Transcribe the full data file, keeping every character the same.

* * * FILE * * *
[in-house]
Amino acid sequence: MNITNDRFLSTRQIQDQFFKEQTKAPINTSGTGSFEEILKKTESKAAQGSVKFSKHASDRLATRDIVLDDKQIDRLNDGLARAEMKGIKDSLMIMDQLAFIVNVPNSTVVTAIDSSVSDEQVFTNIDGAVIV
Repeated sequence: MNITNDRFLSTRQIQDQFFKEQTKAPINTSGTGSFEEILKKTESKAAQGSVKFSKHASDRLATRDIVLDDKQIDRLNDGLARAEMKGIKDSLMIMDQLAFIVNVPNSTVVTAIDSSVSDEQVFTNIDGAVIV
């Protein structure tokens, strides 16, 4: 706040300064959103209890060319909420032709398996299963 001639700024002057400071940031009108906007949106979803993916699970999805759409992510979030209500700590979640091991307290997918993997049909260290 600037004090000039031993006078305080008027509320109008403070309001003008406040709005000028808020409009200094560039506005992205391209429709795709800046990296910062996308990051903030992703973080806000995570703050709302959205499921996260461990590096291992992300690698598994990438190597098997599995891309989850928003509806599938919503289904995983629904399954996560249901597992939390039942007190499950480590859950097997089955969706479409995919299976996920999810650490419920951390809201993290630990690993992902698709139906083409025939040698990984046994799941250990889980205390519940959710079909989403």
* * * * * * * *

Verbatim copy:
[in-house]
Amino acid sequence: MNITNDRFLSTRQIQDQFFKEQTKAPINTSGTGSFEEILKKTESKAAQGSVKFSKHASDRLATRDIVLDDKQIDRLNDGLARAEMKGIKDSLMIMDQLAFIVNVPNSTVVTAIDSSVSDEQVFTNIDGAVIV
Repeated sequence: MNITNDRFLSTRQIQDQFFKEQTKAPINTSGTGSFEEILKKTESKAAQGSVKFSKHASDRLATRDIVLDDKQIDRLNDGLARAEMKGIKDSLMIMDQLAFIVNVPNSTVVTAIDSSVSDEQVFTNIDGAVIV
């Protein structure tokens, strides 16, 4: 706040300064959103209890060319909420032709398996299963 001639700024002057400071940031009108906007949106979803993916699970999805759409992510979030209500700590979640091991307290997918993997049909260290 600037004090000039031993006078305080008027509320109008403070309001003008406040709005000028808020409009200094560039506005992205391209429709795709800046990296910062996308990051903030992703973080806000995570703050709302959205499921996260461990590096291992992300690698598994990438190597098997599995891309989850928003509806599938919503289904995983629904399954996560249901597992939390039942007190499950480590859950097997089955969706479409995919299976996920999810650490419920951390809201993290630990690993992902698709139906083409025939040698990984046994799941250990889980205390519940959710079909989403």